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Ocean Freight Rates Riding High as Carriers See Calmer Seas

As trade demand comes up from the bottom and streamlining of routes takes effect, ocean freight rates and profits are on the rise.

Drewry’s composite World Container index dipped 0.7 percent to $2,569.68 per 40-foot container or equivalent unit (FEU) for the week ended Oct. 22, but was up 107.6 percent compared with same period in 2019, the maritime research and consulting services company reported Thursday.

Drewry expects rates to remain steady in the coming week. The average composite index of the WCI year-to-date, assessed by Drewry, was $1,894 per FEU, which was $434 higher than the five-year average of $1,460 per FEU.

“The recovery in container shipping seen since April should continue during the third quarter of 2020 for most routes, driven by faster recovery in the consumption of goods than of services, the growth of e-commerce, and usual seasonality,” ocean carrier CMA CGM Group said last month in reporting second-quarter results. “These factors recently drove freight rates to historically high levels, in particular on transpacific routes.”

Looking at specific trade routes, freight rates from Shanghai to Genoa, Italy, fell 2 percent, or $47, to $2,683 per FEU, while rates from Shanghai to Rotterdam declined 1 percent, or $25, to $2,186 per FEU. Spot rates on Shanghai to Los Angeles declined $15 to $4,038, but were 188 percent above the level of the previous year.

Similarly, Shanghai to New York ocean freight rates dropped $7 to $4,874 per FEU, but were still 103 percent above the level of the same week of 2019. Rates on Rotterdam to Shanghai, Los Angeles to Shanghai, New York to Rotterdam and Rotterdam to New York remained stable at $1,100, $518, $552 and, $2,016 per FEU, respectively.

For major ocean container carriers, conditions have markedly improved form the early days of the pandemic.

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“Despite the Covid-19 pandemic, our group reported excellent results during the second quarter, thus strengthening our financial structure,” Rodolphe Saadé, chairman and CEO of the CMA CGM Group, said. “Thanks to our agile business model and synergies between our shipping and logistics business activities, we were able to adapt our service offerings to meet our customers’ fast-changing needs. We have also significantly reduced our costs and benefited from the drop in oil prices.”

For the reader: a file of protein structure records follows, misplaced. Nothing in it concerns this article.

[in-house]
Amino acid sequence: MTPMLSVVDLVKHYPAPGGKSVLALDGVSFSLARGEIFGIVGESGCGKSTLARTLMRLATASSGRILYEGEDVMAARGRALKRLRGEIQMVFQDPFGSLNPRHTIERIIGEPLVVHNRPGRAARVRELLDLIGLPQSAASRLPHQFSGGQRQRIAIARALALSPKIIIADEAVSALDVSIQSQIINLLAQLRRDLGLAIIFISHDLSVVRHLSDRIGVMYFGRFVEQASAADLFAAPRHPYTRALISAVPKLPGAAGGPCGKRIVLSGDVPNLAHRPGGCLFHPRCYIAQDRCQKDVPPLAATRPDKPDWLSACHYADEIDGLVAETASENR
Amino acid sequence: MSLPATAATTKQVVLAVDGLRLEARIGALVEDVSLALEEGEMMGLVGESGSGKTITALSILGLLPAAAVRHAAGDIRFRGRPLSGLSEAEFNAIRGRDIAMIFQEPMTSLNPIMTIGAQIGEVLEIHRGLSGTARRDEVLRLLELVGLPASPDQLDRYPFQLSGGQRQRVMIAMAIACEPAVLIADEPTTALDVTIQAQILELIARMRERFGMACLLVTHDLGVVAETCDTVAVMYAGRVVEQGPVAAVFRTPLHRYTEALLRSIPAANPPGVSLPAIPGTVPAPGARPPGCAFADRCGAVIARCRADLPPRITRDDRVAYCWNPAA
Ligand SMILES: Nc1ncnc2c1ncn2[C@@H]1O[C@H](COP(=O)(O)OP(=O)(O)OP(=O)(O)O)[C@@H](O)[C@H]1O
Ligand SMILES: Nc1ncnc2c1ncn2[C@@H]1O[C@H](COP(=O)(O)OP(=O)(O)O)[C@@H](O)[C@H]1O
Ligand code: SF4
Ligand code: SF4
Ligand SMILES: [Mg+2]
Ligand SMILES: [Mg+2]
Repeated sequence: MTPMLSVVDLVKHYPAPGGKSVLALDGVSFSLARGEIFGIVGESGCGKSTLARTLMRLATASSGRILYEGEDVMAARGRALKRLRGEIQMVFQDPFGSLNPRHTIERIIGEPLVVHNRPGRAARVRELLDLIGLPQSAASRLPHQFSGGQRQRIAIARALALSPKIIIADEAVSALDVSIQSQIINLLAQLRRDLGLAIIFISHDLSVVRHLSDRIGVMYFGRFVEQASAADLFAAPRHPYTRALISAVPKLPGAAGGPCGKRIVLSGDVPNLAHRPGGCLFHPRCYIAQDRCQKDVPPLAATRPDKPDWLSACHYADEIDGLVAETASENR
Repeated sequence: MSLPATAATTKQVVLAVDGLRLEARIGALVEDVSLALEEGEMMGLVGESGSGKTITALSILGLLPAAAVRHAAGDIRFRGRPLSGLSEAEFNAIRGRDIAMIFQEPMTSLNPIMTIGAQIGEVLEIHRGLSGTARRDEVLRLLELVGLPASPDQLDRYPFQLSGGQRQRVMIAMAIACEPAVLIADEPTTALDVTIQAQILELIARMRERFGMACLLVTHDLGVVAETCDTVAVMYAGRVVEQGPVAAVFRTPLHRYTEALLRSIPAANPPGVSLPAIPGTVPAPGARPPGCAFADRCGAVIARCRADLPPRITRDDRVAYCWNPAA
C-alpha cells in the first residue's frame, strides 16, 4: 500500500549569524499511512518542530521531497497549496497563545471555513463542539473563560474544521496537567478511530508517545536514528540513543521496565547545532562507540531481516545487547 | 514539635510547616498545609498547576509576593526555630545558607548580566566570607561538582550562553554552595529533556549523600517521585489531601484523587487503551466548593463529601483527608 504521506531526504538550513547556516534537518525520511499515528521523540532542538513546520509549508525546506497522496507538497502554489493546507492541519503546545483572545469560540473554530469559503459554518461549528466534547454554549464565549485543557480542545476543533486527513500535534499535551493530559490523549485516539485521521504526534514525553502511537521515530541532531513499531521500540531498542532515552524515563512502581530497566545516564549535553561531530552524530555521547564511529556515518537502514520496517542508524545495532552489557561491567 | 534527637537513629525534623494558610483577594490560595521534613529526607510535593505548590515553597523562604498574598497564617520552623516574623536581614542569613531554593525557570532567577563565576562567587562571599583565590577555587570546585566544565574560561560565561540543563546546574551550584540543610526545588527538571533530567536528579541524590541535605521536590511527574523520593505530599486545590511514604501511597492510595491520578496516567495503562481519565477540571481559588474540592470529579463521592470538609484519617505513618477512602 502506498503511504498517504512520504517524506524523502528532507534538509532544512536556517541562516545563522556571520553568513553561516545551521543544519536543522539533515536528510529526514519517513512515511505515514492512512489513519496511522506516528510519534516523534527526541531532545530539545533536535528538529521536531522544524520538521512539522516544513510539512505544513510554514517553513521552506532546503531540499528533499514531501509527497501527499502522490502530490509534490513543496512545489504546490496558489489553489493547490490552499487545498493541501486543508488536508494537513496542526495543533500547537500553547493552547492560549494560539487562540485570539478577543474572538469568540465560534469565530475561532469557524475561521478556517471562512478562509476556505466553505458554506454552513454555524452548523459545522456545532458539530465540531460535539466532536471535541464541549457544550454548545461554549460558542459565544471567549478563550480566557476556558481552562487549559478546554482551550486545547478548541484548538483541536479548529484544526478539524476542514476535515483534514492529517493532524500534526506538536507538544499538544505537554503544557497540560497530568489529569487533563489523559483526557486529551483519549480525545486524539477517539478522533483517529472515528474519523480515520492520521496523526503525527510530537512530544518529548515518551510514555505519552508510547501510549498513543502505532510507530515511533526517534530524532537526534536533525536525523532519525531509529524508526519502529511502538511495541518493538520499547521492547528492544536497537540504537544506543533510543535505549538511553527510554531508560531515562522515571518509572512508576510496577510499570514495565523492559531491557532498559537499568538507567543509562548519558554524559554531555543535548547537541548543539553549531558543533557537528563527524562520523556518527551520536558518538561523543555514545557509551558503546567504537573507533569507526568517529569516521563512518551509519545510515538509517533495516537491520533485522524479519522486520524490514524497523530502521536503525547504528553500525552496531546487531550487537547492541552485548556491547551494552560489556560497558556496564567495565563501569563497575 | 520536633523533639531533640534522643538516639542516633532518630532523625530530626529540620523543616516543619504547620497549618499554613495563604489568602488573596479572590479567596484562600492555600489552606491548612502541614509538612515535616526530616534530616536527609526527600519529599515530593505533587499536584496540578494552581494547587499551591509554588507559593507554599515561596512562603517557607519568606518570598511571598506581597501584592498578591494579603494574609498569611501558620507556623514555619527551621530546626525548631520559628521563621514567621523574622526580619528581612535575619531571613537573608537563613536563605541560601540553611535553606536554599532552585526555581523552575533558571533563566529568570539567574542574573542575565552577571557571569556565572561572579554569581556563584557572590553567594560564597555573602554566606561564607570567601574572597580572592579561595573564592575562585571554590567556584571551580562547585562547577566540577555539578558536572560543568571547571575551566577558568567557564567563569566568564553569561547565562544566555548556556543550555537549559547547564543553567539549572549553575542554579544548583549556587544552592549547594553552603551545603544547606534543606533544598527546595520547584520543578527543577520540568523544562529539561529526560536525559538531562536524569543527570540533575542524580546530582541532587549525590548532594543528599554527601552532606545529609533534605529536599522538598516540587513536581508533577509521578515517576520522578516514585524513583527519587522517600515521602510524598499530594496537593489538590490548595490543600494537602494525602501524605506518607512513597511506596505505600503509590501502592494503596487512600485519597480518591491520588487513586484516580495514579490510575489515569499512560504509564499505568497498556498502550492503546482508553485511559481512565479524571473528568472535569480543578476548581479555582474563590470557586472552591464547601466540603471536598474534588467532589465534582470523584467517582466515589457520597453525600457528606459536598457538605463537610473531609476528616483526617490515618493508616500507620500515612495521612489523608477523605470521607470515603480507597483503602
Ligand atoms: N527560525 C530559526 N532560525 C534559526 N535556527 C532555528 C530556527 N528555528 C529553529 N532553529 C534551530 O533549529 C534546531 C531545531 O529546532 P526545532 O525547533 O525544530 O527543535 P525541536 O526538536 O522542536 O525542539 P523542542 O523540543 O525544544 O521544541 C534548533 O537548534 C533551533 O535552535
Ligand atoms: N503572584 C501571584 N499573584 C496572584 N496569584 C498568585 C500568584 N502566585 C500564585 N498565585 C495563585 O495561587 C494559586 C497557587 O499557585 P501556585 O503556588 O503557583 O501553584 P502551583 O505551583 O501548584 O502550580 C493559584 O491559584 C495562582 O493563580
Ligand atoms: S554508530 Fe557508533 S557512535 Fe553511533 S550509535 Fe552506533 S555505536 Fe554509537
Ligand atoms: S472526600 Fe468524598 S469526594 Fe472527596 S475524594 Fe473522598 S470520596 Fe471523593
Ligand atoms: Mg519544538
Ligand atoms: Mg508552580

Prices for a barrel of light sweet crude oil were down 1.43 percent to $41.46 on Oct. 21 on the New York Mercantile Exchange (NYMEX), according to WTRG Economics.

During the second quarter, CMA CGM Group posted net income of $136 million compared with a loss of $109 million during the second quarter of 2019, and a profit of $48 million during the first quarter of 2020.

Revenue for the period reached $7 billion, down 9 percent compared with the second quarter of 2019, due to a slowdown in volumes related to the impact of the global public health crisis on international trade. Volumes carried during the second quarter were down 13.3 percent year over year, which the company said was better than initially expected. Saadé said third quarter results are expected to show a marked improvement.

In releasing preliminary results for the third quarter, A.P. Moller-Maersk reported unaudited revenue of $9.9 billion and earnings before interest, taxes, depreciation and amortization (EBITDA) before restructuring and integration costs of $2.4 billion, driven by a continued recovery in demand. Volume in its Ocean division declined by around 3 percent in the period compared to previous year, which was slightly better than the anticipated mid-single digit contraction.

“A.P. Moller-Maersk is on track to deliver a strong third quarter, with solid earnings growth across all our businesses, in particular in Ocean and Logistics & Services,” Søren Skou, CEO, said earlier this month. “Volumes have rebounded faster than expected, our costs have remained well under control, freight rates have increased due to strong demand and we are growing earnings rapidly in Logistics & Services.”

The outlook for next year remains uncertain due to the ongoing pandemic, Skou said, noting that the positive impact from stimulus packages may be lower in 2021, potential new lockdowns will impact demand and the timing and effectiveness of a potential vaccine will inflence 2021.